Property prices in Brisbane have been slowly creeping up over the last 12 to 18 months, and it’s not just one type of buyer that is driving growth.
Instead, it is broad interest from a range of interested parties that is pushing prices north, according to Dr Diaswati (Asti) Mardiasmo, national research manager at PRDnationwide.
“Over the 12 months to December 2014, there has been an increase in second and third homebuyers from interstate who are taking advantage of the low interest rates, increased equity in their homes, and a slower median price increase in comparison to Sydney and Melbourne,” she says. “First homebuyers are also claiming their stake in the property market, with many purchasing new dwellings within 15-20km of the CBD.”
One of the key factors explaining the city’s appeal is its affordability, Mardiasmo explains.
Last year, a lot of attention was on Sydney and because of that, Sydney’s affordability has decreased considerably, and Brisbane is suddenly more attractive by comparison.
“Back in 2012, buyers with a $500,000 to $550,000 budget could get access to 26–30% of Sydney’s metro area. That has shrunk to just 5.4%, while in Brisbane that budget can still access 36% of Brisbane’s property market,” Mardiasmo says.
“I can definitely see more attention turning to the Brisbane market as buyers can get more bang for their buck, with a strong level of rental yield and future growth.”
Double-digit growth in 2015?
Many suburbs of Brisbane recorded solid, double-digit growth in 2014, and Zoran Solano, senior buyers agent at Hot Property Specialists, sees no reason why this isn’t achievable again in 2015. “The Brisbane market has been on the move now for 12 months, with key suburbs experiencing strong growth, and I think this year that growth will continue,” he explains.
“In my view, 10%-plus growth this calendar year for certain suburbs isn’t out of the question.”
Terry Ryder from Hotspotting.com.au is of the same belief, and explains that the Brisbane real estate market “has been building up to this being a strong year”.
“Last year, we saw some moderate growth, and some specific locations have done a lot better than the average. But while we haven’t seen double-digit growth [across the city] yet, I believe that Brisbane is the city most likely to challenge Sydney in 2015,” he says.
That’s not to say that all of Brisbane is tipped to experience double-digit growth, Mardiasmo clarifies.
As with all markets, it’s crucial to investigate the drivers of growth at a micro-level, to ensure you park your funds in a suburb set for strong performance, rather than relying on the overall growth of the market to move your investment forwards.
“People tend to make blanket statements about capital cities that the whole of the region is growing. But if you look into each individual suburb, there may be some suburbs that are stagnant or even going backwards, while others are experiencing strong growth,” Mardiasmo says.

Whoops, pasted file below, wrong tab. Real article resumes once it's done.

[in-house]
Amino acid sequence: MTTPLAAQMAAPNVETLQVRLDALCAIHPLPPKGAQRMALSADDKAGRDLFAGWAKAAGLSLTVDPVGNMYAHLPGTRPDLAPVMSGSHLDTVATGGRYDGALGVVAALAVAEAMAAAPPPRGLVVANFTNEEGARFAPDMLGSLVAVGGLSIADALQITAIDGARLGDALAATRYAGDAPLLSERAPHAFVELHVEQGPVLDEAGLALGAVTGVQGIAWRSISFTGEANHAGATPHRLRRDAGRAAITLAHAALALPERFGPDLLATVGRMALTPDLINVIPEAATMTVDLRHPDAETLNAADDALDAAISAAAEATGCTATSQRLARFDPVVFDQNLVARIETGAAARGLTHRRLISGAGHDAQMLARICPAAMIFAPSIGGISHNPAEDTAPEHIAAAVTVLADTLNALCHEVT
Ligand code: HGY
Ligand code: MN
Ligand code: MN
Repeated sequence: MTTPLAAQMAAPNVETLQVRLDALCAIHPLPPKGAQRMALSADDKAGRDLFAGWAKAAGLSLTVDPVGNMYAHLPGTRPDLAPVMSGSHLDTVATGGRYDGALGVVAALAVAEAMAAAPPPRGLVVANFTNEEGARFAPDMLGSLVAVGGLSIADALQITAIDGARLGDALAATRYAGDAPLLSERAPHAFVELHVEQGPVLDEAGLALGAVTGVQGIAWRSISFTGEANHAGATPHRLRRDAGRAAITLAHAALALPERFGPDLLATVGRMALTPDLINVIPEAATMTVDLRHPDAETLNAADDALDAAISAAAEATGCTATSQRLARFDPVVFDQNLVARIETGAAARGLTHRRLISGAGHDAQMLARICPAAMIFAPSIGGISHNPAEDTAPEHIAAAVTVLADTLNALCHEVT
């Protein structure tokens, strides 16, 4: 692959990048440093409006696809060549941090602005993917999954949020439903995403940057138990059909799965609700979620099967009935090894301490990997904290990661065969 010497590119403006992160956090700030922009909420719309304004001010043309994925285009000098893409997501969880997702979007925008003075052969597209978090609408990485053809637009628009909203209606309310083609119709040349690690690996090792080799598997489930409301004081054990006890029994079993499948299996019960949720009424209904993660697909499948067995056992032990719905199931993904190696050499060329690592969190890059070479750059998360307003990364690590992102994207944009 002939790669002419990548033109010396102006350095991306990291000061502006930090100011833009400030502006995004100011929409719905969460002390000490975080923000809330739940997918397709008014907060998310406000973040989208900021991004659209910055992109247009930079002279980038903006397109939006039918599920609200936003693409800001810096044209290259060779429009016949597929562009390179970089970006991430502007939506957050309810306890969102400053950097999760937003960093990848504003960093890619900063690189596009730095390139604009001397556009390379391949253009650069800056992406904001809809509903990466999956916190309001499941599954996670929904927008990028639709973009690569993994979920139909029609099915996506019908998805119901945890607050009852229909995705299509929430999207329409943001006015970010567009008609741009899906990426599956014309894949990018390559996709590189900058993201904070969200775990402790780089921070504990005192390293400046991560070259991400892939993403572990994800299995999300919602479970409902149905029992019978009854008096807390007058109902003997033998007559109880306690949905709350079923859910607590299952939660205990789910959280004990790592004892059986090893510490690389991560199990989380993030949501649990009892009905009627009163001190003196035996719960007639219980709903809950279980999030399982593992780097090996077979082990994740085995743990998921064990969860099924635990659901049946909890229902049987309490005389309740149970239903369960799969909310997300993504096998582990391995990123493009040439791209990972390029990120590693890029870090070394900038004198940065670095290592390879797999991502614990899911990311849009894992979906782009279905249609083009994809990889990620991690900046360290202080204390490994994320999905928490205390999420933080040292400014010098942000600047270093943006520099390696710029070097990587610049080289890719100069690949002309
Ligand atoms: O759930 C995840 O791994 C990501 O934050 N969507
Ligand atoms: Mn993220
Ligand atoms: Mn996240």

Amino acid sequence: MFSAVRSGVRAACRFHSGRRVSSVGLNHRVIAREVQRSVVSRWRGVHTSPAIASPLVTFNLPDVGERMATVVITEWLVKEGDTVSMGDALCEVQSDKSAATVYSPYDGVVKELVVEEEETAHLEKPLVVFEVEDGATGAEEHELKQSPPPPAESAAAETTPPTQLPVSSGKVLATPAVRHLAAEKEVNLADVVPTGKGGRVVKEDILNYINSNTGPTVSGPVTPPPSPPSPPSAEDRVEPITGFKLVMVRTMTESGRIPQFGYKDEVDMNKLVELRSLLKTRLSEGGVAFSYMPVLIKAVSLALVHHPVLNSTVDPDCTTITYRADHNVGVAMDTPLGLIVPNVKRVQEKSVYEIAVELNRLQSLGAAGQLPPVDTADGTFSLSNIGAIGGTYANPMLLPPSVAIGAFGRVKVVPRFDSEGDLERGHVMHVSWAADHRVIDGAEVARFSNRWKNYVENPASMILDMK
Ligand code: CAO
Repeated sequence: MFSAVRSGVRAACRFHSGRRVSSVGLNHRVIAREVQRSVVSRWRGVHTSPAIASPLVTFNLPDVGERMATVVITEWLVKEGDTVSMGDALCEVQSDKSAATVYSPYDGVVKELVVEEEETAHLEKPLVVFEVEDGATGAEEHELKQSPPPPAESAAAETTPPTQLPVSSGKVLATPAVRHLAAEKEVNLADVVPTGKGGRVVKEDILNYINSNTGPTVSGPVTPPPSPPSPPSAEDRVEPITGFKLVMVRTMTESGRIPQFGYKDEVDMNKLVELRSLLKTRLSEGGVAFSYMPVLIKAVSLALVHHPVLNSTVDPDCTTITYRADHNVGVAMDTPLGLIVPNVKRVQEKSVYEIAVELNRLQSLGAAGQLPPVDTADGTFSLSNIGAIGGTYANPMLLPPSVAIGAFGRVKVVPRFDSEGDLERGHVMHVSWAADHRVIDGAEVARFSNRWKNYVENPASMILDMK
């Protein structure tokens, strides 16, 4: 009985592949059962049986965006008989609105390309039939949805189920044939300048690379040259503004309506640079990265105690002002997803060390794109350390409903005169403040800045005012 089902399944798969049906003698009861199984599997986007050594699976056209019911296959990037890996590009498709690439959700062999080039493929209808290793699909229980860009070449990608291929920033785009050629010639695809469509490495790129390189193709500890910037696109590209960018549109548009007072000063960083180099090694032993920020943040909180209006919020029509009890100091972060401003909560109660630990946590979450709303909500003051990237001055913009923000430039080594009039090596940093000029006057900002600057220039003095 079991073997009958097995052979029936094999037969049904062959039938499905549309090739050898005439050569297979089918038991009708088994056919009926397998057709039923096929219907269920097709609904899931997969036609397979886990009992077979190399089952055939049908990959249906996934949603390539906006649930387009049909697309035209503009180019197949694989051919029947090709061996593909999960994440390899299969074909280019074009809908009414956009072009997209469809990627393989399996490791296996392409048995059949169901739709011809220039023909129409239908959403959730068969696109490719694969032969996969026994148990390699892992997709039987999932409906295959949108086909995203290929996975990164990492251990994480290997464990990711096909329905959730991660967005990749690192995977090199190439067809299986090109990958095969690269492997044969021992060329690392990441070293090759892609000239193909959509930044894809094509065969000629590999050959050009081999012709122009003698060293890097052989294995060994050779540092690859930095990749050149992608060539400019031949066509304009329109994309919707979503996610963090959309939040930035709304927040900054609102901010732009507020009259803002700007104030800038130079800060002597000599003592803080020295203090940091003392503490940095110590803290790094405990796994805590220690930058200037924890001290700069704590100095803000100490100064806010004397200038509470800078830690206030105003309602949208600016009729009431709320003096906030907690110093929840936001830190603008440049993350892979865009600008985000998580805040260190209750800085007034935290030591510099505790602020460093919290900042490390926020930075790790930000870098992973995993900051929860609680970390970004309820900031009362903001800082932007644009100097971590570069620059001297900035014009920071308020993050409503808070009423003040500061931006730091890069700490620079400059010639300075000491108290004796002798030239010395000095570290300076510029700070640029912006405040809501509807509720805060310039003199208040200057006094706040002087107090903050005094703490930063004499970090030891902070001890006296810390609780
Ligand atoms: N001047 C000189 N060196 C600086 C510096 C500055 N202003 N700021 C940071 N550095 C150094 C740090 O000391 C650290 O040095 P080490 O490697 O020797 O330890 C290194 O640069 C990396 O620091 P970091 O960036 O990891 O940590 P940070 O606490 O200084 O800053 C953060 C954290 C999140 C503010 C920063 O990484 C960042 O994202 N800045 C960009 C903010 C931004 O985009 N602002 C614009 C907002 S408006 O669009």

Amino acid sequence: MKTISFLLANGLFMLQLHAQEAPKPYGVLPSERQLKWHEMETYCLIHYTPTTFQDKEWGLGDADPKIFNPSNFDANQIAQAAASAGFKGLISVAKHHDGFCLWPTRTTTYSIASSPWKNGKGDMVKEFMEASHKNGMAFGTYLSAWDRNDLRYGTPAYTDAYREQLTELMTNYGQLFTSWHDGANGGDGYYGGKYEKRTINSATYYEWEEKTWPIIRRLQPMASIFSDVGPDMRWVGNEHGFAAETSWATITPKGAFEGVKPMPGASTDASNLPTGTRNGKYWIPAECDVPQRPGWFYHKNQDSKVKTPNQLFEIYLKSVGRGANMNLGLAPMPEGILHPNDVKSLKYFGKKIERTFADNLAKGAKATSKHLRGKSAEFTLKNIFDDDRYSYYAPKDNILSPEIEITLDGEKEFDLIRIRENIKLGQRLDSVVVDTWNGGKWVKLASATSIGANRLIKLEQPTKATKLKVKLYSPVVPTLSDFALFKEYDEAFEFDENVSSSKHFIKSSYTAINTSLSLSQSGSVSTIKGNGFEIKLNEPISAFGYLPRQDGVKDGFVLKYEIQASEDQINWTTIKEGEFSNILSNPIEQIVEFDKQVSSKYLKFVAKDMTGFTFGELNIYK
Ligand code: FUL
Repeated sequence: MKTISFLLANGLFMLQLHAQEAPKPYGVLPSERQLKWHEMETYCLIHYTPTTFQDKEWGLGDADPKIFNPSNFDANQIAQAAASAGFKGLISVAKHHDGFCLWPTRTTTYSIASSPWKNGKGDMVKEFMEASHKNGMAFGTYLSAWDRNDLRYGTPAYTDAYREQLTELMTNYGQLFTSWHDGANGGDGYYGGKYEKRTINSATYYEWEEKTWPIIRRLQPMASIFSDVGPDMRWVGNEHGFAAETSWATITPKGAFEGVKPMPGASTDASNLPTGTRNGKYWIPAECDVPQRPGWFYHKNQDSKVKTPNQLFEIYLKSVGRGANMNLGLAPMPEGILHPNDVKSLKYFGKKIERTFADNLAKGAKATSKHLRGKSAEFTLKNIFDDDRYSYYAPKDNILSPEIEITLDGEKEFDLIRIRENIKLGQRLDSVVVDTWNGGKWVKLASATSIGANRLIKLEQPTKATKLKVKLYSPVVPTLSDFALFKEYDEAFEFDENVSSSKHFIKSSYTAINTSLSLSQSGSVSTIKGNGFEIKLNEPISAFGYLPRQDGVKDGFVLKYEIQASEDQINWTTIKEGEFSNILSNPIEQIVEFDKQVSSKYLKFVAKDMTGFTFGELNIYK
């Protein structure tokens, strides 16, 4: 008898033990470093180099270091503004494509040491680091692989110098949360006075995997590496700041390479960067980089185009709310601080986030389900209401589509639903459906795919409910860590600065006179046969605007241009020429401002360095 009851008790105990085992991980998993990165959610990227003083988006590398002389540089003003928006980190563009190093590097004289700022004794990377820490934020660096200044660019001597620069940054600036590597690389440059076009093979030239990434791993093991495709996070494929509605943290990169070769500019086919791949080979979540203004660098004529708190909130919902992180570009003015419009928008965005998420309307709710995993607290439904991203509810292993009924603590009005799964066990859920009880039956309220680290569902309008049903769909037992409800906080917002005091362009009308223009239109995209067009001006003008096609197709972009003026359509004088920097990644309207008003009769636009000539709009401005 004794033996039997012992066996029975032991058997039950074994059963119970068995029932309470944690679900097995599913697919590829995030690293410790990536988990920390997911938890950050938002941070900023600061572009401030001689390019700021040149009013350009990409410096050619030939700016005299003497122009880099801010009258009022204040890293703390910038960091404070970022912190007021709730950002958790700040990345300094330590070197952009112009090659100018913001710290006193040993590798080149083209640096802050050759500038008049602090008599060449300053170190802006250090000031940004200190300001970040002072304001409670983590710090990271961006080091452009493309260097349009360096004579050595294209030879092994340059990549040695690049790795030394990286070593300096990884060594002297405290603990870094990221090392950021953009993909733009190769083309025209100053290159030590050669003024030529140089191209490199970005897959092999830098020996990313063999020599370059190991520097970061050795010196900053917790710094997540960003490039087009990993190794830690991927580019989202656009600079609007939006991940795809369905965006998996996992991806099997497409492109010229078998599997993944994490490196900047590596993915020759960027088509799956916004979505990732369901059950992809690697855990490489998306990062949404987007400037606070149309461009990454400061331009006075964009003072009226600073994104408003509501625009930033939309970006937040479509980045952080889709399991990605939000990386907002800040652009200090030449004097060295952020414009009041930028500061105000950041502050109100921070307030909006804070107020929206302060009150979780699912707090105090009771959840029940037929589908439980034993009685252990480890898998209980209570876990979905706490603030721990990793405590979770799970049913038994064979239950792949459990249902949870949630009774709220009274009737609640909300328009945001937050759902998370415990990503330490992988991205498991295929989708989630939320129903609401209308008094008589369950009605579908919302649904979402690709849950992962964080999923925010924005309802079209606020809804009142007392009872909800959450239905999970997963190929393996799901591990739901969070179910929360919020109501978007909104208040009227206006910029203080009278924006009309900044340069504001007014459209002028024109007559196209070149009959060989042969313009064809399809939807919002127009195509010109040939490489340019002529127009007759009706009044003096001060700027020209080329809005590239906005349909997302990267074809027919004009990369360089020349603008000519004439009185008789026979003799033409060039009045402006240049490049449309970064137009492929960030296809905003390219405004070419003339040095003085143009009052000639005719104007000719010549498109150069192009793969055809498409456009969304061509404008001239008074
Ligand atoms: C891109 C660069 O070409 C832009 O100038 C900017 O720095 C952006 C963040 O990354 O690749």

“There are some suburbs that will have immense growth on one side, but on the other side growth will be sluggish for certain reasons; in Brisbane, it could be a flood-affected area. So when it comes to property, you can never make blanket commentary as it’s dangerous to suggest that one-size-fits-all.”
Risks in the Brisbane market
In spite of all of the positive sentiment about Brisbane, it’s important to note that this market does have its risks.
In Brisbane, that risk is highly visible, says property investing coach and founder of We Find Houses, Paul Wilson – all you have to do is look up.
“When talk turns to inner city high rise apartments, the sky is the limit – quite literally!” he says.
“Vacancy rates [in the inner city unit market] are already at 3.5% and climbing, and it’s been reported that there is about 10 years worth of supply planned to hit the market in the next two years. This will also have an impact on units in surrounding suburbs, particularly those older units.”
Investors considering off-the-plan investments may find themselves in serious trouble, he warned, as a significant over supply increases the risk that the property will ultimately be valued lower upon completion than the price paid, creating issues when the buyer attempts to settle finance.
Owing to these risks, Wilson doesn’t expect Brisbane to see “anywhere near the same growth as Sydney has experienced”.
“That doesn’t mean Brisbane won't see good healthy price growth,” Wilson adds.
“Median prices have risen by 11% over the past two years and the rate of price growth is expected to increase more this year. Having the election behind us, lower interest rates, tight vacancy rates outside of the CBD, affordable housing compared to Sydney and Melbourne, and a shortage of the right type of stock, should see solid but not necessarily spectacular growth take place over the next 12 months.”